By Cyril Tuohy
Benefits advisors, agents and brokers faced big hurdles in helping small businesses find coverage using the Small Business Health Options Program (SHOP). That’s according to a new report by the Government Accountability Office (GAO).
Issues such as inaccessible customer service, poor broker training, working out how to receive fair compensation, and the lack of dedicated broker “portals” on some SHOP websites have given agents and brokers a difficult time with a key section of the Affordable Care Act (ACA).
“Agent and broker representatives from one state noted that challenges such as these have led some agents and brokers to avoid recommending that their small employer clients use the SHOP,” the GAO report said.
Partly as a result, enrollment through the SHOP program has lagged far behind expectations: As of June 1, only about 76,000 lives are enrolled under the federal or state-based SHOPs, the report found.
Last April, the Congressional Budget Office estimated that 2 million employees would enroll through the federal and state-based SHOPs this year, with that number gradually rising to about 4 million by the end of 2017.
By contrast, the number of individuals enrolled under the ACA by last spring was about 7.5 million, the government estimates.
The 76,000 lives covered through SHOP — including employees, spouses and dependent children — were bought through 11,742 small employers. Enrollment varied from only one person in Mississippi to more than 13,600 people in Vermont, the GAO report found.
Some of the SHOPs were operational only last spring, and while SHOPs were operational in every state by June 1, not all SHOPs offer easy access to the same features. Most buyers were drawn to the SHOPs through a small business tax credit.
Even so, the number of enrollees is far below government estimates of where the SHOP program was expected to be. Business owners said the tax credit was too small and burdensome to implement, providing a disincentive to the sign up.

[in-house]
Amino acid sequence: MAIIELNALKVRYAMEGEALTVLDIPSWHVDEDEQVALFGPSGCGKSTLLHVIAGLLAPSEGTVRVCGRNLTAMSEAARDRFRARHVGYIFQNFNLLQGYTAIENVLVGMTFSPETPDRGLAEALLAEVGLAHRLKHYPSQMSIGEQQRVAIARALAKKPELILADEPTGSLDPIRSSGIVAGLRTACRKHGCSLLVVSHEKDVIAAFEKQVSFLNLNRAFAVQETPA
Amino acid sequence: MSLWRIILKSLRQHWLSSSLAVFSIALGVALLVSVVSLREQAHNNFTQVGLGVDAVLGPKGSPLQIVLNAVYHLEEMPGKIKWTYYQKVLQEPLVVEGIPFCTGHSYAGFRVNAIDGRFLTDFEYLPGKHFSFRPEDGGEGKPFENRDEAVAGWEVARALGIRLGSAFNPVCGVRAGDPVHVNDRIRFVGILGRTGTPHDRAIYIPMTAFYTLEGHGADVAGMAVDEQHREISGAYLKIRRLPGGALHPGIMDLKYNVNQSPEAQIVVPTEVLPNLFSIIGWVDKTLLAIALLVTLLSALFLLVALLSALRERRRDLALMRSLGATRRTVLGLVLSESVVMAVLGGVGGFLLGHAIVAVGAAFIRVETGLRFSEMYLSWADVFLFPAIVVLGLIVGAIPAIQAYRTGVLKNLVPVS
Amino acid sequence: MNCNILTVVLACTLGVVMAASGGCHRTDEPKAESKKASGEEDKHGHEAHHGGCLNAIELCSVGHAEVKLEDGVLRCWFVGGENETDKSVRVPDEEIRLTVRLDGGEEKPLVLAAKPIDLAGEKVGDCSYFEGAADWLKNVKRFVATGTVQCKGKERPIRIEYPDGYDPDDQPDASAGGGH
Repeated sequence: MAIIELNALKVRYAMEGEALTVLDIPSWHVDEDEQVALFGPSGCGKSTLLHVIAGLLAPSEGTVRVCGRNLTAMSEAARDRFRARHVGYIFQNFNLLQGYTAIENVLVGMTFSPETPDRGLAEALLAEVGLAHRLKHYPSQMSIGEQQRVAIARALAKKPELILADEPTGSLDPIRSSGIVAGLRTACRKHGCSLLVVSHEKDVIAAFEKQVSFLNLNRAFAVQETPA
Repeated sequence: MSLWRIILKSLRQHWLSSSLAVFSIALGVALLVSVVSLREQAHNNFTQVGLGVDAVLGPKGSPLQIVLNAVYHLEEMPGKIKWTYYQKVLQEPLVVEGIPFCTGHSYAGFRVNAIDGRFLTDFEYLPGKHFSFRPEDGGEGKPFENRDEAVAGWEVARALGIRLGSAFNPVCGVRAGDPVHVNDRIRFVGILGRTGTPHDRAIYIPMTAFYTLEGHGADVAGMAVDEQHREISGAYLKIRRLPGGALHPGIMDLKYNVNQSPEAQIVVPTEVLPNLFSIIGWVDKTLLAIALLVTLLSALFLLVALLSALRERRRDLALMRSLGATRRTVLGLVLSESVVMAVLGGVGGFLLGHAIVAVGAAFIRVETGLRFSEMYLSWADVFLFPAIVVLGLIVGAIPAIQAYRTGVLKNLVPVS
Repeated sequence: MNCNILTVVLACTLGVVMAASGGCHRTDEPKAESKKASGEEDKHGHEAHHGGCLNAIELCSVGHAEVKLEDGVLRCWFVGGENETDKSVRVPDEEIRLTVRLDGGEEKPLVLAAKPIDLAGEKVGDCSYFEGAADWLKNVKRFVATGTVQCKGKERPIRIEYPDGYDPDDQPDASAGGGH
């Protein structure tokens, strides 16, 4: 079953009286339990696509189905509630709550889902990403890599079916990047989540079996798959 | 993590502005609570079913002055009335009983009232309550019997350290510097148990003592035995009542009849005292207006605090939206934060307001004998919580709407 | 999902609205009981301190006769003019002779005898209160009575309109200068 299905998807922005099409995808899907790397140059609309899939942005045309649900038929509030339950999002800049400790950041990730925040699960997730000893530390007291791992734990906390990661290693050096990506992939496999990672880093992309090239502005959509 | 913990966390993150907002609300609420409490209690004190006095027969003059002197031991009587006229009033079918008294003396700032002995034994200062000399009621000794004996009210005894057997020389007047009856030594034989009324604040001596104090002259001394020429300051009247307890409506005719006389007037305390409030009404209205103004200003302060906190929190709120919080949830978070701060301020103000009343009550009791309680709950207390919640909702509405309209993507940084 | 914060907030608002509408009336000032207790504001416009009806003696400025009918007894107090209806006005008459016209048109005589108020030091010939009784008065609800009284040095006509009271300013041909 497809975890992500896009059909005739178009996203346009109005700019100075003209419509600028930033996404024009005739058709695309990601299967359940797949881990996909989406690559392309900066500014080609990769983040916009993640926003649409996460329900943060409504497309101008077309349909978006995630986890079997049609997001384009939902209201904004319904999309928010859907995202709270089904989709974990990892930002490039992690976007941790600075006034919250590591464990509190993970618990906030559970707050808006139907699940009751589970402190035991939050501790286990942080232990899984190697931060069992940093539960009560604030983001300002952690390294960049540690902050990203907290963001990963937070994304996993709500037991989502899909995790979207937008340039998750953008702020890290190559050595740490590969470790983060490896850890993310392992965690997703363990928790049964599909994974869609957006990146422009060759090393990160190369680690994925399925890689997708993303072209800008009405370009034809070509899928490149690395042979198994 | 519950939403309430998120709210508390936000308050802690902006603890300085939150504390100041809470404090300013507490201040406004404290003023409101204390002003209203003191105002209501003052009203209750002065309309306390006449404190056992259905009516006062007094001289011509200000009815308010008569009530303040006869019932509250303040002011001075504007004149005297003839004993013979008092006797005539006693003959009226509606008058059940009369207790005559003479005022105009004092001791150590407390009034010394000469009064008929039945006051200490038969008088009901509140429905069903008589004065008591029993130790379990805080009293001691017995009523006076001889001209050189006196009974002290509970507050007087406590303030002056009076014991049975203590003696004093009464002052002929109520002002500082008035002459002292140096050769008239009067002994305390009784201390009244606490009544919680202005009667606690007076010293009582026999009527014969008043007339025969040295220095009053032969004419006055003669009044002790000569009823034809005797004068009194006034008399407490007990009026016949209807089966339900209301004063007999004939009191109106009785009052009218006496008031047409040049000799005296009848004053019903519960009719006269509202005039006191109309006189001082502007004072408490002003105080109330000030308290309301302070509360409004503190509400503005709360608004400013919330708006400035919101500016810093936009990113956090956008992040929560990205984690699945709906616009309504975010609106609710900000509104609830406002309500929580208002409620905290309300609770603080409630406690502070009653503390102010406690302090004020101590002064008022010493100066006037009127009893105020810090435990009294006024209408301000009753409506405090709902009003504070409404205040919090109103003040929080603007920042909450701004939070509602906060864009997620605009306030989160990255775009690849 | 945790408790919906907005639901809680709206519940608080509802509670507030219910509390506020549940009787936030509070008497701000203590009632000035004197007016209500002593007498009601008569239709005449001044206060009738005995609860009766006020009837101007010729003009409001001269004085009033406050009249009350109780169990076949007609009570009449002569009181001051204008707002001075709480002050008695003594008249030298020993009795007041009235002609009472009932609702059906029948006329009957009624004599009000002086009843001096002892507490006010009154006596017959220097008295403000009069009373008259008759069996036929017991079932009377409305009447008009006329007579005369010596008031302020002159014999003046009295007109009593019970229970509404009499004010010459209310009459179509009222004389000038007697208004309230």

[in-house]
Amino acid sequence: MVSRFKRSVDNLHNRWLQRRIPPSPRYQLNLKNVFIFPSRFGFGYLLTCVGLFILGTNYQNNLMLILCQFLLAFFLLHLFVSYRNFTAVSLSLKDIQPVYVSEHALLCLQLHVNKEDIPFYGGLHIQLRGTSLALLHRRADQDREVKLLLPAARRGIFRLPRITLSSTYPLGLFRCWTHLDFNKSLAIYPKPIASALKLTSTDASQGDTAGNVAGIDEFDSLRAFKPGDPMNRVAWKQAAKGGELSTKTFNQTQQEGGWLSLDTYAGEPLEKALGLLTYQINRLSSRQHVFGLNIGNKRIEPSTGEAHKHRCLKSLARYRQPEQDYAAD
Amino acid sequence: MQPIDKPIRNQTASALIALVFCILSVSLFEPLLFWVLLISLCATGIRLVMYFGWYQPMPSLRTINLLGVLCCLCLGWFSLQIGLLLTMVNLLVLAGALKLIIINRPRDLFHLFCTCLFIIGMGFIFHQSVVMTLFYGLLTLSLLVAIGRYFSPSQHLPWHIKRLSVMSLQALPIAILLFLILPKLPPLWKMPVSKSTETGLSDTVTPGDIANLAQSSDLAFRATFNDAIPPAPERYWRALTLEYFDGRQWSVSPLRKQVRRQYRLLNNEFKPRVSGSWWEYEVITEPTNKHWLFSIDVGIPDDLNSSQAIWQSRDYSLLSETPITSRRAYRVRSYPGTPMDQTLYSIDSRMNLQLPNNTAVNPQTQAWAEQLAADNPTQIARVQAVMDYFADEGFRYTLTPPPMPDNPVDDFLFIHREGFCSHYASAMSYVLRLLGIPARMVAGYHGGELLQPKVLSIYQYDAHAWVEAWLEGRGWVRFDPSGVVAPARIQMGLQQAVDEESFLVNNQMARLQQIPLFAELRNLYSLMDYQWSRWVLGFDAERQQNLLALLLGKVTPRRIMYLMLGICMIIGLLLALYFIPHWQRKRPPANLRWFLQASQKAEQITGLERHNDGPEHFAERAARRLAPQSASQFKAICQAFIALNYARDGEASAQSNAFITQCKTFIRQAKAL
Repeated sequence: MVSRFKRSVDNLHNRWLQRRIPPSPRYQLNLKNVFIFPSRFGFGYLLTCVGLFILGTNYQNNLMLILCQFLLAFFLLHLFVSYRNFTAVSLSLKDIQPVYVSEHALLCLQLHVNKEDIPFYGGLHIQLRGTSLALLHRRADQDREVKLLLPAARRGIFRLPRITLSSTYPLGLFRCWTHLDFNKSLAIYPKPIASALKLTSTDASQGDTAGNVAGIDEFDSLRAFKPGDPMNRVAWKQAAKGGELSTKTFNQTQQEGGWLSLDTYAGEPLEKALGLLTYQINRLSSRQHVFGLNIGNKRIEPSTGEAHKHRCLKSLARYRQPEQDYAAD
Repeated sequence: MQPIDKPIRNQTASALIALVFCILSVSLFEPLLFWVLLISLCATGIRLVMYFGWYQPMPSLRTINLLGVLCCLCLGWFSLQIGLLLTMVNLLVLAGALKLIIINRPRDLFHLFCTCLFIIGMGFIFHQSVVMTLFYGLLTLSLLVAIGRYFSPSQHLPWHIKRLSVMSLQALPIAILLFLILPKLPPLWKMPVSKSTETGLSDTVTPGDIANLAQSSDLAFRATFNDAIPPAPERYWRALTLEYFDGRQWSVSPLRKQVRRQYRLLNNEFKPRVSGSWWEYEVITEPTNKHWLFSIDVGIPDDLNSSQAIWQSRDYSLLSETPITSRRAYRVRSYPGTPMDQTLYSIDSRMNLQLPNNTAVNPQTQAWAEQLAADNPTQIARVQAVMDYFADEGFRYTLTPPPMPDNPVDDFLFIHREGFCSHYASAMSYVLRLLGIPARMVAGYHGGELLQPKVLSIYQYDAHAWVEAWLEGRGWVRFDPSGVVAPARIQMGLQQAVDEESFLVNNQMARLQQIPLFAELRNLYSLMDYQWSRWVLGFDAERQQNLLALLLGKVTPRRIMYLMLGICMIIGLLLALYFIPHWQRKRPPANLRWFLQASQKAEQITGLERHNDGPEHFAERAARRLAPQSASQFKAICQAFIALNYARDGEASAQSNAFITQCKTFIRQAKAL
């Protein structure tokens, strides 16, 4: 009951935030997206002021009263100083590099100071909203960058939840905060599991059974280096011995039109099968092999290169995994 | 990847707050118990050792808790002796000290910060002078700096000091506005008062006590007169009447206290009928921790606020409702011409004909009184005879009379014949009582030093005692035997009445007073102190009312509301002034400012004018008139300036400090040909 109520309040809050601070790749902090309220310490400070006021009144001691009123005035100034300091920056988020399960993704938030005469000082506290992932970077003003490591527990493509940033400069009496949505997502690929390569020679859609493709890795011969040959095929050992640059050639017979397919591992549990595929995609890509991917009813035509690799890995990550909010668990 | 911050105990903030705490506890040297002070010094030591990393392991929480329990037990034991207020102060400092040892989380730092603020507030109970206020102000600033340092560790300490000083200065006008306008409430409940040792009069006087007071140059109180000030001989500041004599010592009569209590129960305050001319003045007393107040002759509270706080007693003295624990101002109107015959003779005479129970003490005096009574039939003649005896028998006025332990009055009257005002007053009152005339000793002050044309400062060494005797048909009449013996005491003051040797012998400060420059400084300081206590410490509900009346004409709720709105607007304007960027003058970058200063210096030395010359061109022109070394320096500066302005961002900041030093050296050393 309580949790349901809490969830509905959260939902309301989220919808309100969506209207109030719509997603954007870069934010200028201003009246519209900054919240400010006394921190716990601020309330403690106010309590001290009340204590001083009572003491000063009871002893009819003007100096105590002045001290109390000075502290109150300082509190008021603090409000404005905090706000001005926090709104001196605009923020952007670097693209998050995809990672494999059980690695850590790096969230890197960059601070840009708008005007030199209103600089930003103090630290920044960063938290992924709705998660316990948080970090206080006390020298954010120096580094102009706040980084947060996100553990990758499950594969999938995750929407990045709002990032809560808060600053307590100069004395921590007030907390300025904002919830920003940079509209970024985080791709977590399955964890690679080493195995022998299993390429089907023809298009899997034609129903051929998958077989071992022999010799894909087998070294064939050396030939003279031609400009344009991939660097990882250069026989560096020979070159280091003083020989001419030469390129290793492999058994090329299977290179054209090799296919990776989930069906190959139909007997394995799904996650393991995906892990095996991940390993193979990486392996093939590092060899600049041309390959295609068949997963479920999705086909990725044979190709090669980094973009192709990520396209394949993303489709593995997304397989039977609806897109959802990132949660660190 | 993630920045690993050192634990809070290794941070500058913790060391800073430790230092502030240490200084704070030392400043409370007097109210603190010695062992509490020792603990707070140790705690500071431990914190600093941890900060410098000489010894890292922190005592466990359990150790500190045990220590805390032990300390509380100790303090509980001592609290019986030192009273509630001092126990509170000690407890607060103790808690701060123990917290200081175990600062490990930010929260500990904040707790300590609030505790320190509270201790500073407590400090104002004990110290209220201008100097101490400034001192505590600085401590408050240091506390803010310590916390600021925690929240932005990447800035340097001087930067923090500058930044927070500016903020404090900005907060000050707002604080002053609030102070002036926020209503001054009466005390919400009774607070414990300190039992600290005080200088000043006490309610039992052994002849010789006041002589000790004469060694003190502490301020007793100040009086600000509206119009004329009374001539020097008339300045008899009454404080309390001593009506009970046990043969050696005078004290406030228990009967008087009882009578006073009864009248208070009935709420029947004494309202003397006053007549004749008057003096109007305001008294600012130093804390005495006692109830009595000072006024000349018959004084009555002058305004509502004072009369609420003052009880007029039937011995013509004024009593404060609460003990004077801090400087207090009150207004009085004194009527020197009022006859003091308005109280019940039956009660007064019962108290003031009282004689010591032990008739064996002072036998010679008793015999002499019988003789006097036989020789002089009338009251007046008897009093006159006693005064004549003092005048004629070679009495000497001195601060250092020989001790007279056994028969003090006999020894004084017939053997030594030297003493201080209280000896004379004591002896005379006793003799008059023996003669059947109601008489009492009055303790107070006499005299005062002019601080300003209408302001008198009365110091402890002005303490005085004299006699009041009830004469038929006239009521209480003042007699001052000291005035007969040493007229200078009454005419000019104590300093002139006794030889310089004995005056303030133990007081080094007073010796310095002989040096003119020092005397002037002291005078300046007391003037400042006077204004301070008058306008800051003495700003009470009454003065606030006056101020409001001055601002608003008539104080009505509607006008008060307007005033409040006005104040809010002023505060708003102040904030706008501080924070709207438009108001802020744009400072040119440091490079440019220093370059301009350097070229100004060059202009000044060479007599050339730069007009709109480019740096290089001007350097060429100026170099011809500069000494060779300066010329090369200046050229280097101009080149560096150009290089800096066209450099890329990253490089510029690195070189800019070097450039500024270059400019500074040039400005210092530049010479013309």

The 45-page report, delivered to the House Committee on Small Business, concluded that the “early evidence suggests enrollment is significantly lower than anticipated amid the delayed availability of key functions among many SHOPs and misconceptions by employers about the availability of SHOPs.”
The report was intended to brief lawmakers on the state of the SHOP program a year after it was launched as part of health care reform. It provides the first comprehensive look at how the SHOP program fared during its first year of operation.
Jim R. Esquea, assistant secretary for legislation with the U.S. Department of Health and Human Services (HHS), said the government is working to make the SHOP program more attractive to small employers.
Small employers began shopping for 2015 coverage on Nov. 15. Esquea told the GAO that employers can expect a much smoother buying experience. Small-business owners will have access to a “federally-facilitated SHOP experience.”
Buyers — using agents and brokers — will have access to new features such as a choice of health plans for employees in many states, premium aggregation services and a dedicated online system for licensed agents and brokers to assist their SHOP clients, Esquea said.
The report also found that better coordination with agents and brokers to make enrollment easier would boost SHOP’s enrollment numbers, particularly as insurance carriers phase out noncompliant health plans.
SHOPs are an important element of the ACA. SHOPs are designed to offer a new mechanism by which small employers can buy health coverage, making it easier and more affordable for small businesses to cover workers.
Employee-sponsored benefits play an important role in attracting and retaining qualified workers, and one reason why employee turnover is so high among small businesses.
Historically, small businesses have been charged as much as 10 percent to 18 percent more for the same benefits as large employers, in part because of limited competition in the small group market, according to HHS.
From the supply side, health insurance carriers often find serving the small group market less profitable than the large group market. With fewer carriers competing for small business accounts in a market, the price of coverage goes higher.
From the demand side, small-business owners in the past have declined to even offer health coverage because it’s too expensive or because employees never stay long enough to make offering such benefits worthwhile.
Cyril Tuohy is a writer based in Pennsylvania. He has covered the financial services industry for more than 15 years. Cyril may be reached at email@example.com.
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